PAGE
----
Entrance to the Chanel Cruise show at Grand Central Station
What did Anna Wintour (wearing a white skirt suit, black top, black opaque tights), Cecilia Dean (in a t shirt emblazoned with Karl Lagerfeld’s self portrait underneath an ivory blazer), Maria Bello (opting for a sleeveless white shirt, black skirt, pink satin sash and black beret), Naomi Watts (seen in an elongated black cardigan, narrow black Bermudas, white cotton shirt), Mischa Barton (in a sheer white long sleeved top and white cotton skirt), and Julianne Moore (wearing a shrunken black boucle jacket, black narrow pants, black flat ballet slippers) have in common last Wednesday morning? (Click here to see what the editors were wearing) via Patrickmcmullen.com.
Other than all having been invited to the Chanel Cruise show held on a roped off and heavily guarded balcony at Grand Central Terminal, each of them in their own way (and each dressed completely differently), still managed to evoke the spirit of Chanel (and illustrate the different sides of the iconic house) in their choice of dress: channeling Coco or Karl…or a little of both. There were some, not so famous, who wore chic tan coats (thrown over black stovepipe satin pants, skinny jeans, soft chiffon dresses), others who decided upon their trusty tweed jackets - either worn with traditional underpinnings or cropped pants and elongated shorts, and still others who selected all white or all black.
One of the more fun and interesting aspects of attending a Chanel show - other than seeing the highly covetable, perfectly proportioned and brilliantly accessorized clothes, is observing the audience and seeing the way the fashion faithful dress to pay homage to this legendary label.
There is absolutely no other fashion house that can lay claim to so many immediately identifiable symbols and there is no other fashion show whereby simply observing the audience, you can instantly tell what collection you are seeing. In fact, one need not even wear Chanel in order to seemingly invoke the image (any combination of black and white, a quilted chain bag, cap toe pumps, pearls, a camellia, can easily do the trick).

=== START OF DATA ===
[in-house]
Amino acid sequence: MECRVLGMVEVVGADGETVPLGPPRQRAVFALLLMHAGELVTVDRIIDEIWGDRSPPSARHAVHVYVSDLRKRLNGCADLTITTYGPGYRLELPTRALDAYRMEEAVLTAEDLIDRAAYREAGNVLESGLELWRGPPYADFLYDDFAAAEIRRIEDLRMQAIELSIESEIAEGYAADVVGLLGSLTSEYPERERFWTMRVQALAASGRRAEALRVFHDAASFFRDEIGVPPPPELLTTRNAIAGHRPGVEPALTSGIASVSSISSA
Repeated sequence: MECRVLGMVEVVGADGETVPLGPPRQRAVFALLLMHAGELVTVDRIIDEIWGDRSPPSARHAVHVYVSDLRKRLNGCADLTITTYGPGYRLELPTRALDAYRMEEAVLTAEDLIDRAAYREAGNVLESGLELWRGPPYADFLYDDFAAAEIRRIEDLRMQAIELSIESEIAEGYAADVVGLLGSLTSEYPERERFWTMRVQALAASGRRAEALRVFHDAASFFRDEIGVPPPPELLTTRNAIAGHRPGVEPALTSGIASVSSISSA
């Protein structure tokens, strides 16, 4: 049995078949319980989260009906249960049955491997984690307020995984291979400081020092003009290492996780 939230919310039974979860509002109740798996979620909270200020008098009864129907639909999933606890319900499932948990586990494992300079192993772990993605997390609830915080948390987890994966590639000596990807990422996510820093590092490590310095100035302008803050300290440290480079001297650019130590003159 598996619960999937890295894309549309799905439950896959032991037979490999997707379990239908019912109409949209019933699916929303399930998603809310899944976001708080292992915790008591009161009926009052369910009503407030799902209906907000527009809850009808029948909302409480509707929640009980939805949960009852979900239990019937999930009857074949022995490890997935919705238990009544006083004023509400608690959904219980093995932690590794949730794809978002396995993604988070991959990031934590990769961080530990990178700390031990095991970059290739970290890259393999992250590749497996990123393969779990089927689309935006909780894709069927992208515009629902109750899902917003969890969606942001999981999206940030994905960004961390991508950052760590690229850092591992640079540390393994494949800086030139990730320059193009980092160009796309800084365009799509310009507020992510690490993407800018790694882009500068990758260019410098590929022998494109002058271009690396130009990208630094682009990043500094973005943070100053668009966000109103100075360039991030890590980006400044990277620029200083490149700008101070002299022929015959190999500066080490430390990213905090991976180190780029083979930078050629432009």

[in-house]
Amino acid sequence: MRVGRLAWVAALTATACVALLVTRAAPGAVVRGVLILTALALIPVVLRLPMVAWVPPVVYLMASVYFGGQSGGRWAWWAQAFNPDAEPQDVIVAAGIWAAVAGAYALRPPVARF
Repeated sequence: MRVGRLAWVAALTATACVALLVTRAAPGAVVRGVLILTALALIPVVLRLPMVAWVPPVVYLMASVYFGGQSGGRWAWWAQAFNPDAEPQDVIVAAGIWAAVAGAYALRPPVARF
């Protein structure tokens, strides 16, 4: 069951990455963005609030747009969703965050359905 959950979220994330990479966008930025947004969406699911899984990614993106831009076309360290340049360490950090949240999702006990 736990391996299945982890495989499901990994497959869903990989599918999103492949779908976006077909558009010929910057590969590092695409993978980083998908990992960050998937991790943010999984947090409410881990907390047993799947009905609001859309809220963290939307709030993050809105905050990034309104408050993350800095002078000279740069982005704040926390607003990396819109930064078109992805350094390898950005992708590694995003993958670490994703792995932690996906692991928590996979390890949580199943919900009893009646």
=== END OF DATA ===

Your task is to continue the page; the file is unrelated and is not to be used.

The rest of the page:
But way beyond the black and white (black and beige, or black and pink for that matter), the little black dress, the camellia, the quilting, the gold or silver chains, the tweeds, the boxy cardigan jackets, the cap toe pump, and the soft chiffons, there is a mood, a modern spirit, an irreverence, a sporty playfulness, AND a naughty sense of humor that was at the very heart of Coco herself (as seen in her designs), which also describes Karl Lagerfeld, who is ably carrying the label into the 21st century. And he is often doing it with a wink and a nod.
Speaking about that sense of humor, many of Karl’s ideas admittedly begin in wicked fun, as a joke (such as using Grand Central Station as a venue for his cruise collection). As reported in WWD, he initially thought of the idea since it symbolized traveling, coming and going (trains, boats, planes), which is what cruise and resort have traditionally been all about. What more symbolic and busy place than the historic and grand building right smack dab in the middle of Manhattan? But a smart and able associate proved she could actually make it happen and it did. So, as usual, with many of Karl’s other ‘jokes’, he’s having the last laugh. And laughing all the way to the bank, I may add.